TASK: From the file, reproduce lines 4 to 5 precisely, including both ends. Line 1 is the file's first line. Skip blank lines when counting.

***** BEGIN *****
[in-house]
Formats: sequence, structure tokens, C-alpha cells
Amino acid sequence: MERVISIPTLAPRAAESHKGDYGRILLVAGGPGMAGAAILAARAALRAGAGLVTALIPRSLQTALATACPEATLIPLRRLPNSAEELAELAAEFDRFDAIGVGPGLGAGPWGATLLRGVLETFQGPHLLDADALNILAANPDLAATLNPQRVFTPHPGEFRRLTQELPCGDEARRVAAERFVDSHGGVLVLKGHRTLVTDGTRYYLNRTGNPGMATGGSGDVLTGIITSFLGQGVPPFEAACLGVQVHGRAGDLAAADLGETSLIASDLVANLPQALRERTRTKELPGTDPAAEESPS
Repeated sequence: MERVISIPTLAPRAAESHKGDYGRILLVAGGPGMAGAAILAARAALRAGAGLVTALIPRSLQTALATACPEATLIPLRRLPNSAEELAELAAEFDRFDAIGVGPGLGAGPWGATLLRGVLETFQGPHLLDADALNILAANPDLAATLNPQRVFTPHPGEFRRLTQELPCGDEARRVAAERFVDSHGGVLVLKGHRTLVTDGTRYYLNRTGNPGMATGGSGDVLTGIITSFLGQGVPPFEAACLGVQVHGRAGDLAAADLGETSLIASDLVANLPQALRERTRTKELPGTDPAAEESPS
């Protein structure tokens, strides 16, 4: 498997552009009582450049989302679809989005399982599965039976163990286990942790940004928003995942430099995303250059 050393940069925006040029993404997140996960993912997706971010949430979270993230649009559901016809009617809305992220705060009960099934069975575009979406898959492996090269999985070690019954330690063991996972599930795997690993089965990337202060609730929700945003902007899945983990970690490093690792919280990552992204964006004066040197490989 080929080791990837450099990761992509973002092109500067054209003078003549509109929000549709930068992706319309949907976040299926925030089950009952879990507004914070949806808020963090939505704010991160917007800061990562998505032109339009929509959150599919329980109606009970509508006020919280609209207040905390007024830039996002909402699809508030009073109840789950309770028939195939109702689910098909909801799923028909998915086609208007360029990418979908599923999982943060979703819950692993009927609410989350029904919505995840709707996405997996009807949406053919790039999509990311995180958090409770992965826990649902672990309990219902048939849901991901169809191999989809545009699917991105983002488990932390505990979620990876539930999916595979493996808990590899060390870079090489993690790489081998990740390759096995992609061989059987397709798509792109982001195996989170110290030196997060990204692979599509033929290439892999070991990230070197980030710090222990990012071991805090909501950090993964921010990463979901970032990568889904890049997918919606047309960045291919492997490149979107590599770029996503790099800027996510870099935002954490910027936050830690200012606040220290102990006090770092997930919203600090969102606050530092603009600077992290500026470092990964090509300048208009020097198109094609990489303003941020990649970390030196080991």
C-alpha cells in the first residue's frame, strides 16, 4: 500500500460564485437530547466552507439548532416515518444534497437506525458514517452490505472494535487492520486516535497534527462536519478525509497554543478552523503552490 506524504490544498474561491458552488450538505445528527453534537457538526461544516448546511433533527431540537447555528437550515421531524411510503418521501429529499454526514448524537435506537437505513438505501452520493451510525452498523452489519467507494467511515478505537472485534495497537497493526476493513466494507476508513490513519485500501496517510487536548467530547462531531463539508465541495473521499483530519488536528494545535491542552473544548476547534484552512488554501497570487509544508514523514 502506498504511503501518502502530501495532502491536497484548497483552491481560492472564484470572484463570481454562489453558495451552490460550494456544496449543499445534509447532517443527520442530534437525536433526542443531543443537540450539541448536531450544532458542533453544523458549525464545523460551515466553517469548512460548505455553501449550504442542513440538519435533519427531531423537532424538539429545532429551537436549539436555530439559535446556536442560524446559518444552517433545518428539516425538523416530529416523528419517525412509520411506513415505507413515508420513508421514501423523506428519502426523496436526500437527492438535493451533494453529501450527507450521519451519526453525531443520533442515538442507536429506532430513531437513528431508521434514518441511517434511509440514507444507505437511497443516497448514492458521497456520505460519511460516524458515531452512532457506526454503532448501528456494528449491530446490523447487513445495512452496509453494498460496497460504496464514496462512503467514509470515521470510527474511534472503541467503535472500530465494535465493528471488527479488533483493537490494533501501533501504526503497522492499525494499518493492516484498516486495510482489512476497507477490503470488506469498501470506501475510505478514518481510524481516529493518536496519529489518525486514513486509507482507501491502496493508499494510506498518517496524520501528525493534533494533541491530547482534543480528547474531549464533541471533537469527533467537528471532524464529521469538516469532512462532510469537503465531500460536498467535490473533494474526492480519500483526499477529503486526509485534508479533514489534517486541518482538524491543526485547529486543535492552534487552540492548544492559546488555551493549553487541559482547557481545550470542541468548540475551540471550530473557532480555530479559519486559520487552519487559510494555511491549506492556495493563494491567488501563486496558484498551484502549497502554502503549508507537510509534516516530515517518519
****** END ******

Repeated sequence: MERVISIPTLAPRAAESHKGDYGRILLVAGGPGMAGAAILAARAALRAGAGLVTALIPRSLQTALATACPEATLIPLRRLPNSAEELAELAAEFDRFDAIGVGPGLGAGPWGATLLRGVLETFQGPHLLDADALNILAANPDLAATLNPQRVFTPHPGEFRRLTQELPCGDEARRVAAERFVDSHGGVLVLKGHRTLVTDGTRYYLNRTGNPGMATGGSGDVLTGIITSFLGQGVPPFEAACLGVQVHGRAGDLAAADLGETSLIASDLVANLPQALRERTRTKELPGTDPAAEESPS
């Protein structure tokens, strides 16, 4: 498997552009009582450049989302679809989005399982599965039976163990286990942790940004928003995942430099995303250059 050393940069925006040029993404997140996960993912997706971010949430979270993230649009559901016809009617809305992220705060009960099934069975575009979406898959492996090269999985070690019954330690063991996972599930795997690993089965990337202060609730929700945003902007899945983990970690490093690792919280990552992204964006004066040197490989 080929080791990837450099990761992509973002092109500067054209003078003549509109929000549709930068992706319309949907976040299926925030089950009952879990507004914070949806808020963090939505704010991160917007800061990562998505032109339009929509959150599919329980109606009970509508006020919280609209207040905390007024830039996002909402699809508030009073109840789950309770028939195939109702689910098909909801799923028909998915086609208007360029990418979908599923999982943060979703819950692993009927609410989350029904919505995840709707996405997996009807949406053919790039999509990311995180958090409770992965826990649902672990309990219902048939849901991901169809191999989809545009699917991105983002488990932390505990979620990876539930999916595979493996808990590899060390870079090489993690790489081998990740390759096995992609061989059987397709798509792109982001195996989170110290030196997060990204692979599509033929290439892999070991990230070197980030710090222990990012071991805090909501950090993964921010990463979901970032990568889904890049997918919606047309960045291919492997490149979107590599770029996503790099800027996510870099935002954490910027936050830690200012606040220290102990006090770092997930919203600090969102606050530092603009600077992290500026470092990964090509300048208009020097198109094609990489303003941020990649970390030196080991």